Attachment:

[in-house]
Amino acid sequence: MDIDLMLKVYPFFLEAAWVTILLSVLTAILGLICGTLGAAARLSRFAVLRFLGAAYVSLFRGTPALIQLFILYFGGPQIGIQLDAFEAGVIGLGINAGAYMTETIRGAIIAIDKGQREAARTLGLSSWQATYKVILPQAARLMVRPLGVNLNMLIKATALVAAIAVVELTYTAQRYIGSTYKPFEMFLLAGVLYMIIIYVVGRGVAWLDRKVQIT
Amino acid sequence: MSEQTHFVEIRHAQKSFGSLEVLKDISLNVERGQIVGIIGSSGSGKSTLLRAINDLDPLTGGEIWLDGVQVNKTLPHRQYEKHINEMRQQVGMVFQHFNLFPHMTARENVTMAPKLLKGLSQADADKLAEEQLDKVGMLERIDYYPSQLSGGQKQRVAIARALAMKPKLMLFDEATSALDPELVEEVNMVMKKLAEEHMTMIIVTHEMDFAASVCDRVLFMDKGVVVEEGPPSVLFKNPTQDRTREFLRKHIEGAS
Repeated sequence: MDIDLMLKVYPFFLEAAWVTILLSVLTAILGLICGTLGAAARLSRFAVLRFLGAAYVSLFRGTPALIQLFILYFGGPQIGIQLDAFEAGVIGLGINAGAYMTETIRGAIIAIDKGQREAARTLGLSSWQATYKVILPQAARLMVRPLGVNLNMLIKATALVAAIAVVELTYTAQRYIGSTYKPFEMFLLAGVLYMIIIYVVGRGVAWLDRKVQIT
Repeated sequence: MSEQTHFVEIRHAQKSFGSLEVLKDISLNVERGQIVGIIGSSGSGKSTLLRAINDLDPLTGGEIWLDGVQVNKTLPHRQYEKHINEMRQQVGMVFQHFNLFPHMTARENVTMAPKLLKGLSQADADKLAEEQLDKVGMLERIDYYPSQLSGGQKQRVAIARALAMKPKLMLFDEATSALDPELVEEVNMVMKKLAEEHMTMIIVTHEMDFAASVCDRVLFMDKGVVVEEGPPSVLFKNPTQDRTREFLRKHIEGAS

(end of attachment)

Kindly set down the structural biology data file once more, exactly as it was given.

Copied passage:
[in-house]
Amino acid sequence: MDIDLMLKVYPFFLEAAWVTILLSVLTAILGLICGTLGAAARLSRFAVLRFLGAAYVSLFRGTPALIQLFILYFGGPQIGIQLDAFEAGVIGLGINAGAYMTETIRGAIIAIDKGQREAARTLGLSSWQATYKVILPQAARLMVRPLGVNLNMLIKATALVAAIAVVELTYTAQRYIGSTYKPFEMFLLAGVLYMIIIYVVGRGVAWLDRKVQIT
Amino acid sequence: MSEQTHFVEIRHAQKSFGSLEVLKDISLNVERGQIVGIIGSSGSGKSTLLRAINDLDPLTGGEIWLDGVQVNKTLPHRQYEKHINEMRQQVGMVFQHFNLFPHMTARENVTMAPKLLKGLSQADADKLAEEQLDKVGMLERIDYYPSQLSGGQKQRVAIARALAMKPKLMLFDEATSALDPELVEEVNMVMKKLAEEHMTMIIVTHEMDFAASVCDRVLFMDKGVVVEEGPPSVLFKNPTQDRTREFLRKHIEGAS
Repeated sequence: MDIDLMLKVYPFFLEAAWVTILLSVLTAILGLICGTLGAAARLSRFAVLRFLGAAYVSLFRGTPALIQLFILYFGGPQIGIQLDAFEAGVIGLGINAGAYMTETIRGAIIAIDKGQREAARTLGLSSWQATYKVILPQAARLMVRPLGVNLNMLIKATALVAAIAVVELTYTAQRYIGSTYKPFEMFLLAGVLYMIIIYVVGRGVAWLDRKVQIT
Repeated sequence: MSEQTHFVEIRHAQKSFGSLEVLKDISLNVERGQIVGIIGSSGSGKSTLLRAINDLDPLTGGEIWLDGVQVNKTLPHRQYEKHINEMRQQVGMVFQHFNLFPHMTARENVTMAPKLLKGLSQADADKLAEEQLDKVGMLERIDYYPSQLSGGQKQRVAIARALAMKPKLMLFDEATSALDPELVEEVNMVMKKLAEEHMTMIIVTHEMDFAASVCDRVLFMDKGVVVEEGPPSVLFKNPTQDRTREFLRKHIEGAS